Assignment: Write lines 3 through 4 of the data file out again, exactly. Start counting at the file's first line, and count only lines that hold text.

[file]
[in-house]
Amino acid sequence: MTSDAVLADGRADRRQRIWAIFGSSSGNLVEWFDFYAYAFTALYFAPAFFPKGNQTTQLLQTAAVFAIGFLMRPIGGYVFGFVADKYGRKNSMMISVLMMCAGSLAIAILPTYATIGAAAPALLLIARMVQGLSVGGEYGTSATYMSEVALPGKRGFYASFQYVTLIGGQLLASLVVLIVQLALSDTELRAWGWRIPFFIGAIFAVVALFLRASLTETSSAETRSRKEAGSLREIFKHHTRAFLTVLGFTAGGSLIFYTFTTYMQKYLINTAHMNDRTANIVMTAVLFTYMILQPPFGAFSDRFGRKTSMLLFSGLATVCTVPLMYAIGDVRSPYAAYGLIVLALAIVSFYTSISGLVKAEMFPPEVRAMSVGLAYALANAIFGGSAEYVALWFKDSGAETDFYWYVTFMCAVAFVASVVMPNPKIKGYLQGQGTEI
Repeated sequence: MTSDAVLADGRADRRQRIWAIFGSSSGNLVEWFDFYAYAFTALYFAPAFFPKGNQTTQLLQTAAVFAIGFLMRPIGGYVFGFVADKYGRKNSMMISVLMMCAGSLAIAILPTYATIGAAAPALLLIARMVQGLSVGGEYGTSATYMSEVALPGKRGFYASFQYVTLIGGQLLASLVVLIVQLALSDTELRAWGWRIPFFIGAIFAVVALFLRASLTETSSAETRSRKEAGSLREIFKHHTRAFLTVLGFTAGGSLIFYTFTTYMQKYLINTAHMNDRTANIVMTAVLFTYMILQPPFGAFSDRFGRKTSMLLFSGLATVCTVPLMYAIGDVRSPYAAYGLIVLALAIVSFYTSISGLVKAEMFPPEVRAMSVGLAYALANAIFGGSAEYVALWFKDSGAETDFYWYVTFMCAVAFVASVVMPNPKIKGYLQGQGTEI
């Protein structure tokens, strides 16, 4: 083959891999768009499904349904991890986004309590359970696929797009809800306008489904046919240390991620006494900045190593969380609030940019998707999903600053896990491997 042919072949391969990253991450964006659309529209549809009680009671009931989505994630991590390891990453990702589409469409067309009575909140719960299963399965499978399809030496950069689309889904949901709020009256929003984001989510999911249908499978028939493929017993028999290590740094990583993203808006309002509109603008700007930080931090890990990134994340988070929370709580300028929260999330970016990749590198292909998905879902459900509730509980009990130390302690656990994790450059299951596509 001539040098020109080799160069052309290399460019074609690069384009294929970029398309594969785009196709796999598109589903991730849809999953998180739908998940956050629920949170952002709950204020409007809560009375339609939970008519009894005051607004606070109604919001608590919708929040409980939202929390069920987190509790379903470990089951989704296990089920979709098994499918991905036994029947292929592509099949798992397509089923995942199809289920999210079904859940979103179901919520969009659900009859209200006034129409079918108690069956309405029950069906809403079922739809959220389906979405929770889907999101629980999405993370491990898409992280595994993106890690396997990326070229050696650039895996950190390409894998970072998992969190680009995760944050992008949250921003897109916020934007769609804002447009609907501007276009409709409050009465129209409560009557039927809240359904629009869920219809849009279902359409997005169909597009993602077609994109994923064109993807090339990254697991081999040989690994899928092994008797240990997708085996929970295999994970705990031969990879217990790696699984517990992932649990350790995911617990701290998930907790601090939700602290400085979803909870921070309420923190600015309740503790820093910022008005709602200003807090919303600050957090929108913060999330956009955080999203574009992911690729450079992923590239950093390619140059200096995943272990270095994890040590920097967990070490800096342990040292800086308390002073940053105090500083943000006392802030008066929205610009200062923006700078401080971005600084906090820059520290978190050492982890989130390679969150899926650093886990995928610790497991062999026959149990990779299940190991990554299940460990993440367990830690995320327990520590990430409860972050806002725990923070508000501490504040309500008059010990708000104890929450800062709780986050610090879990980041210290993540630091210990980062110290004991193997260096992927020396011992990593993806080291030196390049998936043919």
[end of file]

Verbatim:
Repeated sequence: MTSDAVLADGRADRRQRIWAIFGSSSGNLVEWFDFYAYAFTALYFAPAFFPKGNQTTQLLQTAAVFAIGFLMRPIGGYVFGFVADKYGRKNSMMISVLMMCAGSLAIAILPTYATIGAAAPALLLIARMVQGLSVGGEYGTSATYMSEVALPGKRGFYASFQYVTLIGGQLLASLVVLIVQLALSDTELRAWGWRIPFFIGAIFAVVALFLRASLTETSSAETRSRKEAGSLREIFKHHTRAFLTVLGFTAGGSLIFYTFTTYMQKYLINTAHMNDRTANIVMTAVLFTYMILQPPFGAFSDRFGRKTSMLLFSGLATVCTVPLMYAIGDVRSPYAAYGLIVLALAIVSFYTSISGLVKAEMFPPEVRAMSVGLAYALANAIFGGSAEYVALWFKDSGAETDFYWYVTFMCAVAFVASVVMPNPKIKGYLQGQGTEI
């Protein structure tokens, strides 16, 4: 083959891999768009499904349904991890986004309590359970696929797009809800306008489904046919240390991620006494900045190593969380609030940019998707999903600053896990491997 042919072949391969990253991450964006659309529209549809009680009671009931989505994630991590390891990453990702589409469409067309009575909140719960299963399965499978399809030496950069689309889904949901709020009256929003984001989510999911249908499978028939493929017993028999290590740094990583993203808006309002509109603008700007930080931090890990990134994340988070929370709580300028929260999330970016990749590198292909998905879902459900509730509980009990130390302690656990994790450059299951596509 001539040098020109080799160069052309290399460019074609690069384009294929970029398309594969785009196709796999598109589903991730849809999953998180739908998940956050629920949170952002709950204020409007809560009375339609939970008519009894005051607004606070109604919001608590919708929040409980939202929390069920987190509790379903470990089951989704296990089920979709098994499918991905036994029947292929592509099949798992397509089923995942199809289920999210079904859940979103179901919520969009659900009859209200006034129409079918108690069956309405029950069906809403079922739809959220389906979405929770889907999101629980999405993370491990898409992280595994993106890690396997990326070229050696650039895996950190390409894998970072998992969190680009995760944050992008949250921003897109916020934007769609804002447009609907501007276009409709409050009465129209409560009557039927809240359904629009869920219809849009279902359409997005169909597009993602077609994109994923064109993807090339990254697991081999040989690994899928092994008797240990997708085996929970295999994970705990031969990879217990790696699984517990992932649990350790995911617990701290998930907790601090939700602290400085979803909870921070309420923190600015309740503790820093910022008005709602200003807090919303600050957090929108913060999330956009955080999203574009992911690729450079992923590239950093390619140059200096995943272990270095994890040590920097967990070490800096342990040292800086308390002073940053105090500083943000006392802030008066929205610009200062923006700078401080971005600084906090820059520290978190050492982890989130390679969150899926650093886990995928610790497991062999026959149990990779299940190991990554299940460990993440367990830690995320327990520590990430409860972050806002725990923070508000501490504040309500008059010990708000104890929450800062709780986050610090879990980041210290993540630091210990980062110290004991193997260096992927020396011992990593993806080291030196390049998936043919």